I grabbed a nibble at the corner store, went for a quick evening run along the esplanade overlooking the bay. The water was an unusual color, more like a vast lake. There was also no wave action, as the reef pretty much slowed down all the water. Against the rosy sky it looked almost gray or purple. A host of birds flew overhead, or nested within the tropical trees in the park. A huge number of people were running, cycling, or playing rugby and soccer in the park. I had some trouble dodging them all, perhaps I should have stuck to the path and not ran directly through the match. No wonder they looked so angry. I suppose it would have helped if I gave the ball back.

For dinner I went to the Bay Leaf, a delightful and popular southeast asian restaurant with a combination of Thai, Indonesian, and Malay fare. I was just going to stick to main, a dish of sweet and spicy tomato/chili sauce over chicken and vegetables, but the waitress politely encouraged the entree of some skewered meats cooked with an absolutely incredible peanut sauce. I was extremely glad that I did. Also enjoyed a few cocktails of varying flavors, they were some good mixes, with a healthy dose of liquor. I was happy on the way home. I did a walk around the town for the evening, but being early in the week, and the off-season, the place was pretty dead. A late evening drizzle cooled the place off, though. I eventually found my way back, and made for an early sleep.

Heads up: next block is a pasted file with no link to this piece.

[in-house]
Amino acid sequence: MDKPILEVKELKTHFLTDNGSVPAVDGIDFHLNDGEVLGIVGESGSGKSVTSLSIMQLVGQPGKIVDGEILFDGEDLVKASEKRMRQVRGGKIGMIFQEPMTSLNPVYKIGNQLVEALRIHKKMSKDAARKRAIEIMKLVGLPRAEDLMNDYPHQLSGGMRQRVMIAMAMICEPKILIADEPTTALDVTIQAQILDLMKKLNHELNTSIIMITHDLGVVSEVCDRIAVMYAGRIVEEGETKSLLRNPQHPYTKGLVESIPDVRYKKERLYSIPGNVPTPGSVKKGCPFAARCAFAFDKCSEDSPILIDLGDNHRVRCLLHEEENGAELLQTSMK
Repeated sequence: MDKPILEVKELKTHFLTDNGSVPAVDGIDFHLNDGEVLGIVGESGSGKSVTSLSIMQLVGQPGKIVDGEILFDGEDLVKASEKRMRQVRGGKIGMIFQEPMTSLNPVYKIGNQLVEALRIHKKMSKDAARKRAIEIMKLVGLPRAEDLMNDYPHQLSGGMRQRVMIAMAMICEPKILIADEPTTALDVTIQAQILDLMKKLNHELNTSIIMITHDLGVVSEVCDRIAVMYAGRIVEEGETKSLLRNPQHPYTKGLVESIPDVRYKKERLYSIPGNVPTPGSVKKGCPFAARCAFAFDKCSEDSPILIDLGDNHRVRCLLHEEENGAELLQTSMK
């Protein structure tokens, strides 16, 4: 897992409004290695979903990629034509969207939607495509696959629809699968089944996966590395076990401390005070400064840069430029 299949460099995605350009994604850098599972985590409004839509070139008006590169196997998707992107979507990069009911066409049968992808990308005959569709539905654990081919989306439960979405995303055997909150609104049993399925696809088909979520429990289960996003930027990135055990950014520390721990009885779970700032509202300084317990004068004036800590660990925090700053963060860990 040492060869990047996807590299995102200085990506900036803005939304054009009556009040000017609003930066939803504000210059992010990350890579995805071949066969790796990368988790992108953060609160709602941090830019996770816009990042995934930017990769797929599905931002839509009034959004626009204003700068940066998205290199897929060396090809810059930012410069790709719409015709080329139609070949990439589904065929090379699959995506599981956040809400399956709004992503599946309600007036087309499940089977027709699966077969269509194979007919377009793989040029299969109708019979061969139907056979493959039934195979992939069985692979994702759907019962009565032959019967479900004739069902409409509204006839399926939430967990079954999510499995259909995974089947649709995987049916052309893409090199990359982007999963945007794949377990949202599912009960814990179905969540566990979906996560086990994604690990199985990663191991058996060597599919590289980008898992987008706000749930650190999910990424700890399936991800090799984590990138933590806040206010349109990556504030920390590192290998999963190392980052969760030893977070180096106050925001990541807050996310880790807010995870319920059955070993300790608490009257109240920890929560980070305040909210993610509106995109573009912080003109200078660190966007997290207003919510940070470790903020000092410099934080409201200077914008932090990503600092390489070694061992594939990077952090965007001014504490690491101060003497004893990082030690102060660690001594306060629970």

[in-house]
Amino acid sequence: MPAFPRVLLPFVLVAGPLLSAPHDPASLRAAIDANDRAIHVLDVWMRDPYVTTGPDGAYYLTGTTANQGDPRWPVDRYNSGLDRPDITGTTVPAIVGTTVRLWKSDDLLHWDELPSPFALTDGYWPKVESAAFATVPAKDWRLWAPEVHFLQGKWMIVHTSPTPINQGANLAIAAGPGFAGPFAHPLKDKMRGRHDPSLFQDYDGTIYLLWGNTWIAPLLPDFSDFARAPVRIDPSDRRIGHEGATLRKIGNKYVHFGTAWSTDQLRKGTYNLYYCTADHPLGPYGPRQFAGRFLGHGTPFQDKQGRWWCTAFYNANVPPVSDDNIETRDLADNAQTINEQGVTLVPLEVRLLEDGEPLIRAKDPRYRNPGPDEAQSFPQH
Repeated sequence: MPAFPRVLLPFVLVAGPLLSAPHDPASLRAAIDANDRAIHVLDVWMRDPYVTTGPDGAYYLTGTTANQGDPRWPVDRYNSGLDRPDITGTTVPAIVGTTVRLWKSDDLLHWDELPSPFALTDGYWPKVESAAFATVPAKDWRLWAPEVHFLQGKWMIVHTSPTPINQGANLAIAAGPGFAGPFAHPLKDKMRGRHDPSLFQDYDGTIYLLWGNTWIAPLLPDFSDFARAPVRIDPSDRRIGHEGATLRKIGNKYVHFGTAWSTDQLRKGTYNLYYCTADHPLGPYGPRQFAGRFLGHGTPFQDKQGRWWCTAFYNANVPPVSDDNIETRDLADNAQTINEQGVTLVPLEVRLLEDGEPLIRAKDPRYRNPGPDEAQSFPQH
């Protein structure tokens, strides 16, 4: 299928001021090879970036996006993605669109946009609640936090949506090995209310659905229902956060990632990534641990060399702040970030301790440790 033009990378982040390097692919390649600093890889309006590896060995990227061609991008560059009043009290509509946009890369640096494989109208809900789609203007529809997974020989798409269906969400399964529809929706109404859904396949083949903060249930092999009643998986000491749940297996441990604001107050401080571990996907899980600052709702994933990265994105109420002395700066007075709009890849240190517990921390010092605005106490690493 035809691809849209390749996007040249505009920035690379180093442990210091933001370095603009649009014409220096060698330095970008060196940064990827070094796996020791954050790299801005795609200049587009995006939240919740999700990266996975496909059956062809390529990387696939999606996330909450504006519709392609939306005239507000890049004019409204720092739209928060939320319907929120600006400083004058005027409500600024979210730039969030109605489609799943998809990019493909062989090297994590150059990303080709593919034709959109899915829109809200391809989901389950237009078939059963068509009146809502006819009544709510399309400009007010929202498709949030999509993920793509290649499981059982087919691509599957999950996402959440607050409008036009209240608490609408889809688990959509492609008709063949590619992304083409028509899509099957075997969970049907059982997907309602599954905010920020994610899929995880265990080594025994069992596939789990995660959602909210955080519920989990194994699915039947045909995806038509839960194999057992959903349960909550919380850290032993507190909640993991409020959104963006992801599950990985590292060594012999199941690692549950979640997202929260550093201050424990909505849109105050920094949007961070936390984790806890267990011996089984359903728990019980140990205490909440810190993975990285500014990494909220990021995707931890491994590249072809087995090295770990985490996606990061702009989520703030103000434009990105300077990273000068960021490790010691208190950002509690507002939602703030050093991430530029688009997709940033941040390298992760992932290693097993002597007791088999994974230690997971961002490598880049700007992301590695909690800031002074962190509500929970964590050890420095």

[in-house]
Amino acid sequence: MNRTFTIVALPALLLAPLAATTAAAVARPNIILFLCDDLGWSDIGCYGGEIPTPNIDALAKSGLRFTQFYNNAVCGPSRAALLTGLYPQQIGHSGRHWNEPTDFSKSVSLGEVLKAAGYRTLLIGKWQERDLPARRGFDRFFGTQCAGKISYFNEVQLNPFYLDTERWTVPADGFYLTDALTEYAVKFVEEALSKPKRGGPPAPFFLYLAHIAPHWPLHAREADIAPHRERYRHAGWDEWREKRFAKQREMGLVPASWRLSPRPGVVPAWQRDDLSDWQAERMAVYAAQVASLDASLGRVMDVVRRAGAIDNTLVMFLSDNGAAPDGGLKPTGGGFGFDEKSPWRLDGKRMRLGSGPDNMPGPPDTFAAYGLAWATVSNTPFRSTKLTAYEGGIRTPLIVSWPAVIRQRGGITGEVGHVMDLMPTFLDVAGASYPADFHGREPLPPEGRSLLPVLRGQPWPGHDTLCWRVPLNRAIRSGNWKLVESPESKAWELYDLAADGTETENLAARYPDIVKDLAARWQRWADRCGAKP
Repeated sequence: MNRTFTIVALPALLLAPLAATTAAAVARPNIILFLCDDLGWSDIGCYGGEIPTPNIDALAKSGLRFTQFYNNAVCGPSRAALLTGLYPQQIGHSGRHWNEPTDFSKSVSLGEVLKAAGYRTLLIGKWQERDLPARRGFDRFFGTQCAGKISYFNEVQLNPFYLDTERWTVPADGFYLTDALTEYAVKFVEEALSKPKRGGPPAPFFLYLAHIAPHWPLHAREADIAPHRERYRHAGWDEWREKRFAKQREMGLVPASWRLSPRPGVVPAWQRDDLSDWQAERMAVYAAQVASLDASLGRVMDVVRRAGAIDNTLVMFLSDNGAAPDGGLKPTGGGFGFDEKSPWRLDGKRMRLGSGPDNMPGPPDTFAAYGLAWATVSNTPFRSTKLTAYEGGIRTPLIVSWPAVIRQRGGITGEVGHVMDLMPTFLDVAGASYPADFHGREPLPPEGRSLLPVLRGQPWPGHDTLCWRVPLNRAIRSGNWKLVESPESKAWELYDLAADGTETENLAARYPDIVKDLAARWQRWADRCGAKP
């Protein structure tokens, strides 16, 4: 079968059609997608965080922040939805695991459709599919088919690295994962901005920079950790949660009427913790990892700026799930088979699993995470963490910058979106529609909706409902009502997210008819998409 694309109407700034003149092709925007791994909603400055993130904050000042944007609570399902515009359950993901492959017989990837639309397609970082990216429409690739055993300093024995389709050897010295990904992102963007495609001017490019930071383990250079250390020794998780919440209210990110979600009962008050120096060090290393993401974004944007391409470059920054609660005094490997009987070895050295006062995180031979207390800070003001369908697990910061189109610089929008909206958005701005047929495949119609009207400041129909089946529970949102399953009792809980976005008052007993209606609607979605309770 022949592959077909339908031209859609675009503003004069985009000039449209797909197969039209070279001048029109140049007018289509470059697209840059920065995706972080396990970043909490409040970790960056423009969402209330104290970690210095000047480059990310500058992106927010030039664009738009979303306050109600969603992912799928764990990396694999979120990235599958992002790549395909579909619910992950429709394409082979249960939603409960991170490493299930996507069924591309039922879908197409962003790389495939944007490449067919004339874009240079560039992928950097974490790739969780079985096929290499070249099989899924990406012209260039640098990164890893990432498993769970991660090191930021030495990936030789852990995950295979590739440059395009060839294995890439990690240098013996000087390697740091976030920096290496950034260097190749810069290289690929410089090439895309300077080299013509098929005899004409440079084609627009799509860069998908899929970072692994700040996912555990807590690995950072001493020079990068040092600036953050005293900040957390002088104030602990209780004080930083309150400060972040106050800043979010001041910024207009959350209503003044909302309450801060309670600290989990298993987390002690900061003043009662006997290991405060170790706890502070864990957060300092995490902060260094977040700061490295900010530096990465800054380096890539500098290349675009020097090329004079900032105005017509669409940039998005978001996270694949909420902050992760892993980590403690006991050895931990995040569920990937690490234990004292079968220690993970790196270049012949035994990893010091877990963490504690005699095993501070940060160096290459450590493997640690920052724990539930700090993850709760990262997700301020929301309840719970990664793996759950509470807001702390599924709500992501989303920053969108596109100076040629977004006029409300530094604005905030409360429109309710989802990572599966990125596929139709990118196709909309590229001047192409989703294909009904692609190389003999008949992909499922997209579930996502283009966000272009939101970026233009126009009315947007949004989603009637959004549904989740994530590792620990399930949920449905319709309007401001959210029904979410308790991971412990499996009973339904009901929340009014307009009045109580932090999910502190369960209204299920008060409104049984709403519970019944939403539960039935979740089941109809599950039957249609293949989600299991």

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Australian Adventures Part V - The Australia Zoo

Feb. 2nd, 2009 | 02:27 pm

Exploring Australia has been a unique experience in many ways. On some levels, the similarity in language, culture, and even shopping venues makes it all too easy to assimilate back in to something resembling home. At the same time, there's subtle details that remind me how far out I am, and even more glaring differences that present the fact that this continent is a world unto its own.